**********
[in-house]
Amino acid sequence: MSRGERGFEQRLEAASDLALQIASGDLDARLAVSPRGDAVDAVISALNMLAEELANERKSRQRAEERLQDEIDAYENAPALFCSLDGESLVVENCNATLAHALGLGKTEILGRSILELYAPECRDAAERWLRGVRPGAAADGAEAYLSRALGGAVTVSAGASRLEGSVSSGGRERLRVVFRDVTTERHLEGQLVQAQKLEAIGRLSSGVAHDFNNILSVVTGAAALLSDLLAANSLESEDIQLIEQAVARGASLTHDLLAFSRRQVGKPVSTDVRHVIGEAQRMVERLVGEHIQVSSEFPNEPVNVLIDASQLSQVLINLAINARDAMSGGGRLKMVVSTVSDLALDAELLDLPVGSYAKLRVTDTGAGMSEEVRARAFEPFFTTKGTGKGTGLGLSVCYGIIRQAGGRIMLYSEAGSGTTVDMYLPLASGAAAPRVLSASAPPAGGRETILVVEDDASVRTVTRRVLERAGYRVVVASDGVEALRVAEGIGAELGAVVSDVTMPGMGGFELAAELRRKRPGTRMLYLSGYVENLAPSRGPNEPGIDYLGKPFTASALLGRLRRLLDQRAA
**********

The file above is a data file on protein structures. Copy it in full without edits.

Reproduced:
[in-house]
Amino acid sequence: MSRGERGFEQRLEAASDLALQIASGDLDARLAVSPRGDAVDAVISALNMLAEELANERKSRQRAEERLQDEIDAYENAPALFCSLDGESLVVENCNATLAHALGLGKTEILGRSILELYAPECRDAAERWLRGVRPGAAADGAEAYLSRALGGAVTVSAGASRLEGSVSSGGRERLRVVFRDVTTERHLEGQLVQAQKLEAIGRLSSGVAHDFNNILSVVTGAAALLSDLLAANSLESEDIQLIEQAVARGASLTHDLLAFSRRQVGKPVSTDVRHVIGEAQRMVERLVGEHIQVSSEFPNEPVNVLIDASQLSQVLINLAINARDAMSGGGRLKMVVSTVSDLALDAELLDLPVGSYAKLRVTDTGAGMSEEVRARAFEPFFTTKGTGKGTGLGLSVCYGIIRQAGGRIMLYSEAGSGTTVDMYLPLASGAAAPRVLSASAPPAGGRETILVVEDDASVRTVTRRVLERAGYRVVVASDGVEALRVAEGIGAELGAVVSDVTMPGMGGFELAAELRRKRPGTRMLYLSGYVENLAPSRGPNEPGIDYLGKPFTASALLGRLRRLLDQRAA